Australia and New Zealand are market leaders in the recovery of travel, according to Amadeus data.
The new paperless lobby at Crowne Plaza Adelaide, which will open in November 2020.

Digital menus, ordering and payment processes conducted through a guest’s own device are among a slew of new tech initiatives being rolled out by Crowne Plaza ahead of the second of its three major Australian openings scheduled for 2020.

Following the recent opening of Crowne Plaza Hobart, the IHG brand will welcome guests to the new Crowne Plaza Sydney Darling Harbour and Crowne Plaza Adelaide, which will open in October and November respectively.

Around the world, the brand is continuing the rollout of its ‘Future of Crowne Plaza’ revolution which is seeing the brand pivot toward flexibility as a key hallmark of its operation and guest experience. Innovations such as flexible meeting space, segmented rooms with clear spaces for working, recreation and relaxation are now in Australia through Hobart and soon with Sydney and Adelaide.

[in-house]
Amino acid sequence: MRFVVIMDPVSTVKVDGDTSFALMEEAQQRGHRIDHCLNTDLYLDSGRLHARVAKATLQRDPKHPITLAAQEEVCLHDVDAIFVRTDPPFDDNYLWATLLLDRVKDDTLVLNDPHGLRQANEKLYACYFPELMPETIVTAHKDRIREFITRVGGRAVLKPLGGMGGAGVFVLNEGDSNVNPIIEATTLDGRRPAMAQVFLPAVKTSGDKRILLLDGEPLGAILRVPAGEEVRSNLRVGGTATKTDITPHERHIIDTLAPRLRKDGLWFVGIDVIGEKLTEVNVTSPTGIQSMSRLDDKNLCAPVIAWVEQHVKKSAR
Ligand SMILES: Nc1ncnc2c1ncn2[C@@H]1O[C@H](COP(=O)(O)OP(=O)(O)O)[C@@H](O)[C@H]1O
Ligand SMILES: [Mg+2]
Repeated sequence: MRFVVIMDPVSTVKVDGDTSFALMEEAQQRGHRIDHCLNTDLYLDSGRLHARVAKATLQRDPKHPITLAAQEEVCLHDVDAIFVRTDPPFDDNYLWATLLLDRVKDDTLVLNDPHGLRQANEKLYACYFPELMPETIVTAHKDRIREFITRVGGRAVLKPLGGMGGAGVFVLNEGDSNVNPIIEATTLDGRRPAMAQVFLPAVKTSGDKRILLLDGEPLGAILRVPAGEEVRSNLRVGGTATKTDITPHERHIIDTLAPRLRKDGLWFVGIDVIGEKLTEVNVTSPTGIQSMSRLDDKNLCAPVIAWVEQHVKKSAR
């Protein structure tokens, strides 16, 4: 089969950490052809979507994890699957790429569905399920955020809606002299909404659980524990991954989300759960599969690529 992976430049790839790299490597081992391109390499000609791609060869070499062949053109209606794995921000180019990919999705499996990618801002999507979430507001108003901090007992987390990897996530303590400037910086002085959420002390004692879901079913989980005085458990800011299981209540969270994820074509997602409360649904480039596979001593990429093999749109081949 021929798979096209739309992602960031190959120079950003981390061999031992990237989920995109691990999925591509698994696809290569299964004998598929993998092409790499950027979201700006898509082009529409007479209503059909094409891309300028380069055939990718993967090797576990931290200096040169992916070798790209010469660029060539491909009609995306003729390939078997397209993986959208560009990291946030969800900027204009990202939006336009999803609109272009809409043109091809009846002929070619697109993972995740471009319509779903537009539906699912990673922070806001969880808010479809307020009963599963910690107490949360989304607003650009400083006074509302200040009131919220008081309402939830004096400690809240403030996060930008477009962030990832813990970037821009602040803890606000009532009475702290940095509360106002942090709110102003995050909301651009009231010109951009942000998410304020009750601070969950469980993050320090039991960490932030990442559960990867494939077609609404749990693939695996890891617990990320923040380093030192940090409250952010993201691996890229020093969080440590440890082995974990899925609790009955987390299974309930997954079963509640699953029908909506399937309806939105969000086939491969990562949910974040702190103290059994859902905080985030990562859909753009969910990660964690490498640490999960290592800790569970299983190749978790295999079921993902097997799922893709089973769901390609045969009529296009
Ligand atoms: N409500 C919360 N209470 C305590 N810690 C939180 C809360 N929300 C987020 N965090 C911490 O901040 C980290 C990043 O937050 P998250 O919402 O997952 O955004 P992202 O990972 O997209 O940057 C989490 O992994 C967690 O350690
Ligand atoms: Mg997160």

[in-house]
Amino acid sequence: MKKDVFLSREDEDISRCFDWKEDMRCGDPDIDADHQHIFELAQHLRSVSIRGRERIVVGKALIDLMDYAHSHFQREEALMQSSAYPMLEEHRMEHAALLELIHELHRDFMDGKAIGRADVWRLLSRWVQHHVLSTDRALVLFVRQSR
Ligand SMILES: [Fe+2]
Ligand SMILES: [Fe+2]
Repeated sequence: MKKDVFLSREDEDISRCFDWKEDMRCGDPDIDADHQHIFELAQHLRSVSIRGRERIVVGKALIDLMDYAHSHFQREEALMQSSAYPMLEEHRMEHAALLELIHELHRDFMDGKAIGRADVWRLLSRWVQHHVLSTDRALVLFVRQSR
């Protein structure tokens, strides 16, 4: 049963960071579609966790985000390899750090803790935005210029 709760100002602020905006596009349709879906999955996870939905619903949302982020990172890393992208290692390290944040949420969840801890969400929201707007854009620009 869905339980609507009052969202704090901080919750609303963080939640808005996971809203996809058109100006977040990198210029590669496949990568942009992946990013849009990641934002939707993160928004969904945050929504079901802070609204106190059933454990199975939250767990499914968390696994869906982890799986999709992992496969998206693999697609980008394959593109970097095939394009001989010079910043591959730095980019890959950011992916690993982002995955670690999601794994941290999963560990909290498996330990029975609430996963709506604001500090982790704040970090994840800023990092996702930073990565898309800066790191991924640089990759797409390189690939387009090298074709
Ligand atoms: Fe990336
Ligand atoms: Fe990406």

IHG Managing Director Australasia, Leanne Harwood (left) with OzHarvest Founder, Ronni Kahn.

Crowne Plaza’s new ‘MyCheck’ system allows diners and in-house guests to facilitate their own dining process with full access to the restaurant’s menus and a user-friendly ordering and payment system. This will be coupled with in-room technology allowing guests to easily reserve a table at their preferred time, subject to availability.

All three hotels will deploy new ‘Orca’ food waste technology as part of IHG’s partnership with OzHarvest, which will see edible and usable food waste repurposed as meals for disadvantaged communities and vulnerable individuals around Australia. This program saw around 1,500 kilograms of food rescued from IHG hotels in Australia and transformed into nearly 5,000 new meals.

All three new Crowne Plaza hotels will be paperless in its check-in formalities, with bamboo room cards issued to guests, which will save around 500,000 sheets of paper each year and non-biodegradable room cards finding their way to landfill.